True community spirit as garage sale beats the rain

Neighbours in Chichester braved the rain on Saturday for the annual Great Parklands Garage Sale.

Tuesday, 28th June 2016, 9:31 am
Updated Tuesday, 28th June 2016, 10:33 am
Isaac Penny, nine, with his cookie stall

Most people were sheltering under gazebos and garden umbrellas but buyers were largely undeterred.

The not-for-profit community initiative is run by volunteers and supported by Parklands Residents’ Association.

It was started by resident Emily Penny in 2012 and has become a popular calendar event, with 50 to 60 households all across Parklands taking part this year.

Otto Penny, five, with his toy stall in Cedar Drive

Emily said: “It was a successful day, between the downpours, with lots of neighbours and other buyers out and about having a browse.

“Everyone hung out balloons and some made signs for their stalls. Oliver Whitby Road was particularly busy. People were using the Facebook group to locate items they needed, like kids bikes and baby things. There was a great atmosphere and lots of happy shoppers.”

Children held fundraising stalls for good causes and local crafts were for sale, such as Phoenix Wood Designs.

At Emily’s home in Cedar Drive, Isaac Penny, nine, ran a cookie stall and Otto Penny, five, was in charge of the toy stall.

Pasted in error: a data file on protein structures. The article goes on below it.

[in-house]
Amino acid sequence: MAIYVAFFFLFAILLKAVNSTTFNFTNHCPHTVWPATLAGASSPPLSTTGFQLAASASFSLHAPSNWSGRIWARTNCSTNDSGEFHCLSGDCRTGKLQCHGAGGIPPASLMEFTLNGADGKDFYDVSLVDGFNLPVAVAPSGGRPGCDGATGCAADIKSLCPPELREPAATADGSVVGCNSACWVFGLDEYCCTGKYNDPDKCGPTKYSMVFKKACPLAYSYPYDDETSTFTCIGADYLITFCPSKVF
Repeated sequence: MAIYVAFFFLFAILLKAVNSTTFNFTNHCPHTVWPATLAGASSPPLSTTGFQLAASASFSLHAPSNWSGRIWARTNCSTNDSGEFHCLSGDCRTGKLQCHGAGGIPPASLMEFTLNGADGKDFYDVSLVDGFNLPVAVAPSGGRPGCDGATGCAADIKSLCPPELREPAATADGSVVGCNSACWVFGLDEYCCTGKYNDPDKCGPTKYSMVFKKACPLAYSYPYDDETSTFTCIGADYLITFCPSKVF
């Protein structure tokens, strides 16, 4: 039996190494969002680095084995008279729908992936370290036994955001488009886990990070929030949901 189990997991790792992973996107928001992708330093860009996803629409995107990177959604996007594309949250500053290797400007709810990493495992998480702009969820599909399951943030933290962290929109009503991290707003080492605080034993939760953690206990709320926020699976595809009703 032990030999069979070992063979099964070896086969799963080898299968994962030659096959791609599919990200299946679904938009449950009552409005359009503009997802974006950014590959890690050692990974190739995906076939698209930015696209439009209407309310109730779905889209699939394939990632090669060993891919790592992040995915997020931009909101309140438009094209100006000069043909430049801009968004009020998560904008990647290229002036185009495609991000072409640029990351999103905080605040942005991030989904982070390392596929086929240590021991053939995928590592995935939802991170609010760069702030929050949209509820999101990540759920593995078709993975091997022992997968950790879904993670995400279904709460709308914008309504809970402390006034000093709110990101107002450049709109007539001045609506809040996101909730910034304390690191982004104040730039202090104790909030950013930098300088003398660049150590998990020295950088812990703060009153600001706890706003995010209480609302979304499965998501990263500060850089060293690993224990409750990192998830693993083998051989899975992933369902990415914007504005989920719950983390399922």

Otto Penny, five, with his toy stall in Cedar Drive

She added: “Our stalls were popular with grandparents stocking up on toys for when the grandchildren visit and hardly anyone could resist a cookie. One couple bought one each and ten to take home.”

The aim of the garage sale is to promote social interaction between neighbours and facilitate the local re-use of unwanted items. The newsagents acts as the central hub, giving out trail maps to visitors.

Emily said: “It is a fun community day that encourages residents to hold garage sales all on the same day, enabling the participants to share promotional costs.

“I started it because I needed to declutter. It’s a really nice way to meet neighbours who you don’t often get the chance to talk with and a really convenient way to sell large items, too.

“We have sold lots of baby things and furniture at the sale over the years. My kids get really involved and sort out toys to sell to make some pocket money. Some people raise money for charity, which is fantastic, too.”

Mark Stratton-Richards and James Mortimore gave out free doughnuts as people looked at their homemade crafts and photography.

He said: “We had a good day despite the rain. It was great to have a fairly steady stream of people coming, along as well as the rivers from the rain! Great community feel.”

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